Marty Sullivan, who’s been interim director of the Administrative Office of the Courts, has been chosen the permanent director, Chief Justice Dan Kemp announced today. Sullivan has worked in the office since 2003 and as education director since 2007. He’s a political science graduate of UA-Little Rock and holds master’s degrees from UA-Little Rock and Michigan State, the latter in judicial administration.
Christine Christopherson was promoted from Director of Court Staff Education to the Interim Director of Judicial Branch Education to encompass probation, court staff, and judges. Christopherson has been with the Supreme Court of Nebraska for about seven months.
Well, NASJE Colleagues, I hadn’t exactly planned to write another “President’s Message,” but then again, I hadn’t planned on Hurricane Irma or any of the frantic activity that occurred as that storm barreled towards the east coast with Charleston in…
In a kind of cinematic alchemy, Moonlight makes viewers’ hearts beat right along with the protagonist’s in a world that is both intrinsically American and foreign to many. The movie drops us deeply into three stages of Chiron’s life—as a ten year old trying to outrun bullies in his impoverished Miami neighborhood, as an adolescent quivering at the possibility of a first kiss, and as a hyper-muscled, achingly lonely adult.
The sessions that Margaret Allen and Kelly Tait, both past presidents of NASJE, presented at the annual conference of the National Association for Court Management and the International Association for Court Administration in July 2017 were selected to be live-streamed and recorded.
By Lee Ann Barnhardt, Co-Chair Membership and Mentor Committee The Membership and Mentor Committee is looking for individuals to serve as mentors for new members. The origins of mentoring can be traced back to ancient Greek mythology. When Odysseus went to…
(1) Did you register for the 2017 NASJE conference in Charleston, South Carolina? (2) Did you know Charleston SC has been voted number 2 in the world’s top 10 best cities in 2017 from Travel + Leisure magazine? (3) Did you research the area and pick your favorite places to see and restaurants to visit? (4) Did you reserve your room at the Francis Marion hotel?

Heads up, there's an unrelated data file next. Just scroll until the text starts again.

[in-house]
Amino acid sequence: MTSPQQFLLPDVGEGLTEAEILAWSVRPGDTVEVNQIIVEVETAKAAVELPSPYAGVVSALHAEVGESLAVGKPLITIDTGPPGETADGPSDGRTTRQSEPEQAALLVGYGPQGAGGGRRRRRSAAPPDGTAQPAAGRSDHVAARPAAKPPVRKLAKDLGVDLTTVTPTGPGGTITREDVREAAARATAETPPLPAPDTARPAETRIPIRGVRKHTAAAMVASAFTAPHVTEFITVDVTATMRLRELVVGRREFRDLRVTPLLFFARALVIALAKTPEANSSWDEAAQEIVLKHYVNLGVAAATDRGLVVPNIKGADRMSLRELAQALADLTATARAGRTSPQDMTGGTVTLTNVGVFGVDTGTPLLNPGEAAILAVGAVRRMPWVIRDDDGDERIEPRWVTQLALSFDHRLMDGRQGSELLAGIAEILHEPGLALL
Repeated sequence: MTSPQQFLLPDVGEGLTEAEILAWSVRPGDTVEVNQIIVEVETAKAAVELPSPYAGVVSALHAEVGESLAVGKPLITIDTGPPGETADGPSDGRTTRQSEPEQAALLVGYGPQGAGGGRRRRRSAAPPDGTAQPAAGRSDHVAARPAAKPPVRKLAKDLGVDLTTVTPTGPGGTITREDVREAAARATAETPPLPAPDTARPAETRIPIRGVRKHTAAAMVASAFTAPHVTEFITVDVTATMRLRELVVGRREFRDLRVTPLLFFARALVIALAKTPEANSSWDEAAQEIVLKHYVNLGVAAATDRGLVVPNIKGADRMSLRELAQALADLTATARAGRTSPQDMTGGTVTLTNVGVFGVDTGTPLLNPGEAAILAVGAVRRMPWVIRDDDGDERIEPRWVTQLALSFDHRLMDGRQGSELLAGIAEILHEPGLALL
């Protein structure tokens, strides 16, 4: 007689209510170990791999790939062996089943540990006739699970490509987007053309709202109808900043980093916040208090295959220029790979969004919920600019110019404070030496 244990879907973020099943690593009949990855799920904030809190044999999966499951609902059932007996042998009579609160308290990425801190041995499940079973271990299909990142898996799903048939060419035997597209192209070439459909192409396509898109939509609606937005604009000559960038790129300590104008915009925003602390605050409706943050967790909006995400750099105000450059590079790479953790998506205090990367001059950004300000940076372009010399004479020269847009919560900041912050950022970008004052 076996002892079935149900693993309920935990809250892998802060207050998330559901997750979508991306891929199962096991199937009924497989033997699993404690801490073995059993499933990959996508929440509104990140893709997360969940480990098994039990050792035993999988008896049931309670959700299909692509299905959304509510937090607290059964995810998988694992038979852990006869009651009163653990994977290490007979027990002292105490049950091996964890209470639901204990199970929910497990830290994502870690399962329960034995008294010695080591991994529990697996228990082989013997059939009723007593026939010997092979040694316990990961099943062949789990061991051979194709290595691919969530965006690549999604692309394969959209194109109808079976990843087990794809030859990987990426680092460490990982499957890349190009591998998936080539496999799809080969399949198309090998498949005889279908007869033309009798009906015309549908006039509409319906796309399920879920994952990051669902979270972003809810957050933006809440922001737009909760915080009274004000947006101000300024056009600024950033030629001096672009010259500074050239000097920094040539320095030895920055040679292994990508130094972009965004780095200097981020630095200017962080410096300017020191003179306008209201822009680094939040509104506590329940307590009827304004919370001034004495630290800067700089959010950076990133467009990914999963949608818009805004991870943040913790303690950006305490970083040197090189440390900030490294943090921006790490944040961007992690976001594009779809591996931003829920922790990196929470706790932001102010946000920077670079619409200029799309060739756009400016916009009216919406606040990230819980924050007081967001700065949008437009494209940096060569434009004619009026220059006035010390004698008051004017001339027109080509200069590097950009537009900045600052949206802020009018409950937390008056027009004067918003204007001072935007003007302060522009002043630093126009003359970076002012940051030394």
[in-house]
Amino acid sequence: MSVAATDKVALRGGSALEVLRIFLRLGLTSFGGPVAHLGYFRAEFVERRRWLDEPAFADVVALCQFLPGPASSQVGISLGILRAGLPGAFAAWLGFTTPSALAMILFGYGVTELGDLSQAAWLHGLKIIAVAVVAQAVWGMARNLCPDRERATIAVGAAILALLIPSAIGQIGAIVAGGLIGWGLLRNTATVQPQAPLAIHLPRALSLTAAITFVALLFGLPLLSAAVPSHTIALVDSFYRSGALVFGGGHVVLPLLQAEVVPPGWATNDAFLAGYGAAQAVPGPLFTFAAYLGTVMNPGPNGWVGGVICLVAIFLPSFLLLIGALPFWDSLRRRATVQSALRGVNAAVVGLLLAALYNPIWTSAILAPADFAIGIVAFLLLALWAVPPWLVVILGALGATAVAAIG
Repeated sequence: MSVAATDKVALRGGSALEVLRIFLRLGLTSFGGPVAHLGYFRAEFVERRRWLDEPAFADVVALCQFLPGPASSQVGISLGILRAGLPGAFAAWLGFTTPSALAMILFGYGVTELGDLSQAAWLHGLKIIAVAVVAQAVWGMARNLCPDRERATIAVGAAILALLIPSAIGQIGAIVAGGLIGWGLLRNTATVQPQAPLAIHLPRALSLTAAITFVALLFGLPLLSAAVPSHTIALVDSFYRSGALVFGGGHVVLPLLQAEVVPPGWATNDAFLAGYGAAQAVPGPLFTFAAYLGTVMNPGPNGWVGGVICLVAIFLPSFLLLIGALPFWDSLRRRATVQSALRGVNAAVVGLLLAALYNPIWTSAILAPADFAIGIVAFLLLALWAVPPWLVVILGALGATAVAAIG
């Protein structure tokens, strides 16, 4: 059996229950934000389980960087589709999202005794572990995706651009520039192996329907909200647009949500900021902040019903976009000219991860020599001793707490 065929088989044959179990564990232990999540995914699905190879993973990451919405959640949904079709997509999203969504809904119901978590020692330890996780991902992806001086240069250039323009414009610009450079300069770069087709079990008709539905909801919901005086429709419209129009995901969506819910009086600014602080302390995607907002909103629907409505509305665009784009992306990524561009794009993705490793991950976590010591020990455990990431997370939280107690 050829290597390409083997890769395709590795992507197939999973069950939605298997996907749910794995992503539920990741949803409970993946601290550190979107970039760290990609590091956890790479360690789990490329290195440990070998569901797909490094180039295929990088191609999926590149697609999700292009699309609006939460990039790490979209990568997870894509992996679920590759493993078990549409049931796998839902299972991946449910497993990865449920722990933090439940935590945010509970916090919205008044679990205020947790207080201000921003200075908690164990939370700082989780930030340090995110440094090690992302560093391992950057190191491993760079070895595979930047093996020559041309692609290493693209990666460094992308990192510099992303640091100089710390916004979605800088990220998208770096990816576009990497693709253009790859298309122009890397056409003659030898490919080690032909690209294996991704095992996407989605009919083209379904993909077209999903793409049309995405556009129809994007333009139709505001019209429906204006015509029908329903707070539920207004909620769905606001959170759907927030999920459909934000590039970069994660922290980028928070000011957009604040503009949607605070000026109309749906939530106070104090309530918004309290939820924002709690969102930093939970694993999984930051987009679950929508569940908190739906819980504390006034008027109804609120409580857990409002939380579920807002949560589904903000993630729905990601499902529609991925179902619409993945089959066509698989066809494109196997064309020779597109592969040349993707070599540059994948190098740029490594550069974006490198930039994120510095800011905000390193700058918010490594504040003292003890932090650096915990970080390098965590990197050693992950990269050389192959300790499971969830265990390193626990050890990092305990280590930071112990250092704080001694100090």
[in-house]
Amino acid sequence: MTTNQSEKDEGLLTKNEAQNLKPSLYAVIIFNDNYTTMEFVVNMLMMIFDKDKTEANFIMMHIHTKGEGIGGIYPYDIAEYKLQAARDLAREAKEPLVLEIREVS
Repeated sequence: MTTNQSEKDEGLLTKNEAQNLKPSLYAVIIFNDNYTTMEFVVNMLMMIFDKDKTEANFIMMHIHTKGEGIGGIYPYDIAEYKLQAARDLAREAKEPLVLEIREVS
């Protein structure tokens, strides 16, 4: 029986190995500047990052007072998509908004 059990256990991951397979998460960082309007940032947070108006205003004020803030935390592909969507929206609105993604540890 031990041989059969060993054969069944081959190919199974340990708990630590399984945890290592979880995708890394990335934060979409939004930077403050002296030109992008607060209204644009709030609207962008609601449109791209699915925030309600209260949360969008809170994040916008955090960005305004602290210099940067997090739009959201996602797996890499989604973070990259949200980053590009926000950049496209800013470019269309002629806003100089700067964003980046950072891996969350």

1. What was your path to judicial education? I am an attorney and started working at the Wyoming Supreme Court in 2013. Originally, I was the Wyoming Court Improvement Program (CIP) director, but in November, 2016, my job morphed into…
My belief has always been that great teachers can teach anybody. The student’s age does not matter. My first disclaimer: I do not consider myself a great teacher. I have, however, found success as a teacher and coach. In my opinion, certificates and degrees have never determined the efficacy of a teacher. I have seen many teachers with Ph.Ds. who fail to connect with learners. As Jack Anderson Pidgeon, the headmaster of the private Kiski School in Saltsburg noted , “Teaching must flow from within. Teaching is an art.”
The NASJE Membership Committee is pleased to introduce one of NASJE’s newest members: Alan Sparrow! Alan hails from the great state of Arizona, where he is an Education Specialist in the Education Technologies Unit. He was a good sport, and gamely answered some of the committee’s “Get-To-Know-You” questions.
In February 2012, the NASJE board established the Karen Thorson Award to honor a NASJE member who has made a significant contribution to both NASJE and judicial branch education nationally. It is my great pleasure to announce this year’s Karen Thorson Award winner, also from California – Michael Roosevelt.
As technology plays an increasingly significant role in our society, it has become commonplace in the courtroom. New technological practices and discoveries bring forensic science topics such as DNA, latent print examinations, and digital evidence to the forefront of our court system. With technology playing a greater and greater role in resolving cases, it became obvious to Arizona judicial educators that many judges lack the educational background needed for a sufficient understanding of the scientific principles behind the forensic evidence they see in court.
It is my pleasure to wish you a “Happy Spring” and to update you on all of the amazing work that is underway, through our committees and through our outreach and collaboration with our justice system partners.